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FARC hostage release raises hopes for Colombia peace talks

The release of all hostages is a condition for opening talks with the FARC to end decades of internal conflict in Colombia, but analysts say peace talks won't begin any time soon.

Former Colombian senator Piedad Cordoba (C) and peace activist Gloria Cuartas (L) arrive at Villavicencio airport April 1. Cordoba was appointed by the Revolutionary Armed Forces of Colombia (FARC) rebels to receive a group of 10 hostages held for over 12 years, in the first of two handovers. The two groups of hostages are due to be released by the rebels on April 2 and 4, according to local media.

John Vizcaino/REUTERS

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Colombia’s largest rebel group is due to begin releasing the last of its government hostages today, in what is being heralded as a first step toward possible peace talks, though analysts warn negotiations are unlikely to begin any time soon.

The Revolutionary Armed Forces of Colombia (FARC) said it would release ten members of Colombia’s security forces, some of whom have been held for as many as 14 years, in a two-stage process that will begin today and conclude on Wednesday.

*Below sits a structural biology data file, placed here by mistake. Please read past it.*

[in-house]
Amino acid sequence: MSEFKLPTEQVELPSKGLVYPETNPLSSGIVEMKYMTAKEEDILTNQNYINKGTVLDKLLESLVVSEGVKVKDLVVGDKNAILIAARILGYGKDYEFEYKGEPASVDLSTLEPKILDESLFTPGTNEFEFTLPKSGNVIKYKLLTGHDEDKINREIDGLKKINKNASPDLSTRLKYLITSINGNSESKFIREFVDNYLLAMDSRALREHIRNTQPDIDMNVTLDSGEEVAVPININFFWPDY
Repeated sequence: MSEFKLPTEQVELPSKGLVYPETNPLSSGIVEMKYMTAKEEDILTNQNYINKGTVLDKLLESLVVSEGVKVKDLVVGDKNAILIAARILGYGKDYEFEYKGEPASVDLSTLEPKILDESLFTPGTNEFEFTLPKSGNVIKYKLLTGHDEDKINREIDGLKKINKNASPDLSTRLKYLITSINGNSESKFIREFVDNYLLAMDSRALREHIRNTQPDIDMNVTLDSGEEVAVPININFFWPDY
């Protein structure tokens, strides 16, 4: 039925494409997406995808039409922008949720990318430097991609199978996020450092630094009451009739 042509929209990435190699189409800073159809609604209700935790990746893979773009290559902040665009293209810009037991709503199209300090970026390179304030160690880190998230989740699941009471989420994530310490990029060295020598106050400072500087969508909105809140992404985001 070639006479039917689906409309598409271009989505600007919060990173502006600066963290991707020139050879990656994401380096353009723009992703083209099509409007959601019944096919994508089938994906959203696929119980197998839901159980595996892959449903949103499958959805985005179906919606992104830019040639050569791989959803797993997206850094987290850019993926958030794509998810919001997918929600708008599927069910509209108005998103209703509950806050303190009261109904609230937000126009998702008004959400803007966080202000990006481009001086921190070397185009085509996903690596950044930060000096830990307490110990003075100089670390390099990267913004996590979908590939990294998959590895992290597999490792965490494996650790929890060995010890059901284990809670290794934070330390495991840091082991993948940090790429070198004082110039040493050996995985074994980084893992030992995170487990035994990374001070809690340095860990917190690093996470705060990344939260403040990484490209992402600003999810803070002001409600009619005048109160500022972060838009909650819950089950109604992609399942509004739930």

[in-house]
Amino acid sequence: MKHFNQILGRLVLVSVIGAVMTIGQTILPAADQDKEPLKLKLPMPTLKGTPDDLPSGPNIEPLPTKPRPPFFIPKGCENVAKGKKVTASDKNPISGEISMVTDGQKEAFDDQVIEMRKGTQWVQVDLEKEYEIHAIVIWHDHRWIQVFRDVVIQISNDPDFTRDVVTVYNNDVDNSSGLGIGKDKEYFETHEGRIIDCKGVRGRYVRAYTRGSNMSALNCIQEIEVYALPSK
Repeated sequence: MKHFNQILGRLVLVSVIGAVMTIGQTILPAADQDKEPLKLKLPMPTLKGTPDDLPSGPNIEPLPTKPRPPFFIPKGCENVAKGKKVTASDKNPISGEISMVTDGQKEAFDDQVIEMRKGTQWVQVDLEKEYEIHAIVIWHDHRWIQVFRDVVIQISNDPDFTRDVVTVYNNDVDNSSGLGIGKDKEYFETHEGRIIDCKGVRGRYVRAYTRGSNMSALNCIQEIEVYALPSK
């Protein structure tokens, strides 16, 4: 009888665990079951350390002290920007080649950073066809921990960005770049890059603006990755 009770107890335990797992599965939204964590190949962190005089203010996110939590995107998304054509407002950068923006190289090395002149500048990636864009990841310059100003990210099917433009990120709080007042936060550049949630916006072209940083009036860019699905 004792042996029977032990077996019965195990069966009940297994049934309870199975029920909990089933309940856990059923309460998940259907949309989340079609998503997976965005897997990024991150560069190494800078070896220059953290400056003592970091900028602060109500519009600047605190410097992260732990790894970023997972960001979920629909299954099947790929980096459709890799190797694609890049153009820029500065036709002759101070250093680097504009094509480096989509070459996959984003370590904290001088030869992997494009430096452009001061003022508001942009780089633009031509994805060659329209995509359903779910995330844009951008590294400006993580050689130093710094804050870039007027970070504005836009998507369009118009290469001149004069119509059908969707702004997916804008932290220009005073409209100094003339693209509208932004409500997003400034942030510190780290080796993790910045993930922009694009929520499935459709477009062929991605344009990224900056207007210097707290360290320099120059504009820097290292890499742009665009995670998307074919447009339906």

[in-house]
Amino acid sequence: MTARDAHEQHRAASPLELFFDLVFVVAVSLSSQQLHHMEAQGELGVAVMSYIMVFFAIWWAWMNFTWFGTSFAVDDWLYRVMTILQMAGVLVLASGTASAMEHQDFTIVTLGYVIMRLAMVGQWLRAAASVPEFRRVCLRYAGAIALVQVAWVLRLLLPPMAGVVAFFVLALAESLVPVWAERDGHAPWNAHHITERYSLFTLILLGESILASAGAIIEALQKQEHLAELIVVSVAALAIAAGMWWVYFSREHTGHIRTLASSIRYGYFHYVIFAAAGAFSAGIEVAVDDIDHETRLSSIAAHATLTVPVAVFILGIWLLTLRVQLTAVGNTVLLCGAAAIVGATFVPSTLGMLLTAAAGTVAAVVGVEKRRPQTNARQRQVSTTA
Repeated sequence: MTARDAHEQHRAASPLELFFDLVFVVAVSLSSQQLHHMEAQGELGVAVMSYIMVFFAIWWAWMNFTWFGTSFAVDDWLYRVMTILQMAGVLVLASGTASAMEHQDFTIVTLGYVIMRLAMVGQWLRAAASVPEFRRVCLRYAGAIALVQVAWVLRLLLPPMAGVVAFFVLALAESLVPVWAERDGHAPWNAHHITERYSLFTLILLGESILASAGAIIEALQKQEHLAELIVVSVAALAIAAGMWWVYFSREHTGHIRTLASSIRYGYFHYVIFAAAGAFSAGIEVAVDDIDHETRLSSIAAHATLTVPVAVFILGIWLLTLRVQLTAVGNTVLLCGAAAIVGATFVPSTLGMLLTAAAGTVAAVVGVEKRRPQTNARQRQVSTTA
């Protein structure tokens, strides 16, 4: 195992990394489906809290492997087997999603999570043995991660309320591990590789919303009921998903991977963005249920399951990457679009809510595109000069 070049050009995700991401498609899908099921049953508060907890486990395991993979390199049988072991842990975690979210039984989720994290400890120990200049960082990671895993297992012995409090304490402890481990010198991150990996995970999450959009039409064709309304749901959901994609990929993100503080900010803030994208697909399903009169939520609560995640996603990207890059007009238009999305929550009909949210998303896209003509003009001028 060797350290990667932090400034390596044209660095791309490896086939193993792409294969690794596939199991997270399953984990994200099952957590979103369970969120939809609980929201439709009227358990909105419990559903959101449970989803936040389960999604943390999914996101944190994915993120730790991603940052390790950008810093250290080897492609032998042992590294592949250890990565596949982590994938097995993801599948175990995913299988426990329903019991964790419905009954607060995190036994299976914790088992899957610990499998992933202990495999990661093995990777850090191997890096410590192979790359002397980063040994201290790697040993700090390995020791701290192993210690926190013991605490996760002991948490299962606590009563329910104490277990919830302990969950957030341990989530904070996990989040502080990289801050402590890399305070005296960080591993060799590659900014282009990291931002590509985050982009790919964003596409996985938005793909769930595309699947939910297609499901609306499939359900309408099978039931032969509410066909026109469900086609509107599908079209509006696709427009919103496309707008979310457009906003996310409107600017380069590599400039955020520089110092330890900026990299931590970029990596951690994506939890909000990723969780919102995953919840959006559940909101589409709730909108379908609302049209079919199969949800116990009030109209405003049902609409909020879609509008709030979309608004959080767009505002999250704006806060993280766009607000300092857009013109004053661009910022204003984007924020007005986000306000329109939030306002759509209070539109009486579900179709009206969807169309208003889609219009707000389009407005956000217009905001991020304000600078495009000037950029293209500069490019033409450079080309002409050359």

Families of the hostages gathered in the city of Villavicencio in Meta province yesterday, and the government prepared for the departure of two Brazilian helicopters that will set out with Piedad Cordoba, a former Colombian senator who has acted as facilitator in recent hostage releases. They will retrieve the men at an undisclosed site in the jungles of Colombia today, and the government agreed to cease military operations in the general area of the releases.

The 10 men, whom the FARC calls “prisoners of war,” are the last remaining “swappable” hostages that the rebels once hoped to exchange for jailed FARC members. Nearly all were captured during FARC attacks on military bases and police stations in the late 1990s. The FARC announced the impending release in a February communiqué in which they also announced a ban on future kidnappings for ransom.

Voices of kidnapping

Every Saturday at midnight until 6 a.m. on Sunday, Caracol Radio airs a program called “Voices of Kidnapping” where relatives of hostages read out messages of hope and strength to their loved ones. The program has become such an institution that hostage keepers allow their captives to listen.


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